During a recent group debugging session at work, I was reminded about tmux. I hadn’t really used it outside of a couple of brief experiments that were little more than opening the application (and then struggling to kill it), so on this occasion I used screen. Whatever the reason, apparently now is the time for tmux! In this post, I’ll cover a few of the impediments and blessings encountered so far, since I seem to have gotten the good kind of tmux bug.

I’ve had an inherited .tmux.conf file in my forked “dots” repo for years, but it’s done little more than gather dust. In fact, firing up tmux for the “first” time revealed that my config was not entirely compatible with the latest version of tmux. I started by commenting out offending lines and then read up on what most of the config declarations were meant to do. In the end, I landed on a config that’s a blend of niceties discovered through researching various bugs and peeves.

I’m a zsh user. After working through the obvious errors printed to screen on tmux startup, I hit a bit of a roadblock with substring history search not working. This one plugin is a major reason I’m a zsh user. After trying a bunch of suggestions from the Internet, this bug was stubbornly not budging. Then I stumbled on a reference to this issue having been addressed in the plugin, and realized I hadn’t updated my zsh plugins in a loooonnnggg while. I ran zgen selfupdate && zgen update, and the bug was no more.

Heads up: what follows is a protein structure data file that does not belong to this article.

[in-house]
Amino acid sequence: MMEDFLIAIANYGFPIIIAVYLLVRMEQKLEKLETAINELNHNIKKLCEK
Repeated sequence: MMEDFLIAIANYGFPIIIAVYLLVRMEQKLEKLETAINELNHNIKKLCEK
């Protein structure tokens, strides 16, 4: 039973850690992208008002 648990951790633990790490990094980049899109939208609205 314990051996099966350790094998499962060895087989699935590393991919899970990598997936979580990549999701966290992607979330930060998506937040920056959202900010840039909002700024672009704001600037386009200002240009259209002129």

I’ve come to appreciate immersive computer applications, and the iTerm2 app title bar just seems like so much wasted screen real estate. Newer versions of iTerm2 provide a config for this in Preferences > Profiles > Window > Style > No Title Bar. With the move to tmux, this seemed like an especially useful config change.

Next I had to learn the “tmux way” for viewing backscroll. I’m very patterned to using the mouse to scroll up or the iTerm2 “find” feature to locate strings in the backscroll. At first I thought, “Maybe the backscroll is just gone? Guess I’ll pipe to less and that will be a new thing I’ll have to add to commands now.” Silly brain… of course, this is built into tmux (Yay copy-mode!). It turns out tmux copy-mode is kinda better than I could have hoped. It encourages a consistent experience between editor and command line, and makes it so easy and seamless to navigate these contexts.

The last thing I’ll mention is CMD-K. I use this in the terminal all the time to make it easier to know where output from a particular command or session begins. It’s super helpful when debugging tests or with verbose commands such as strace, and in a variety of other contexts. In tmux, CMD-K doesn’t work so well. But you can get basically the same result with mapping CTRL-K as follows:

# Clear the current pane.
bind -n C-k send-keys -R \; clear-history

That’s all for now. Happy multiplexing!


I found that the above pane clear declaration was a little aggressive in that the prompt string doesn’t re-appear. The following doesn’t have that problem:

# Clear the current pane.
bind -n C-k send-keys C-l \; clear-history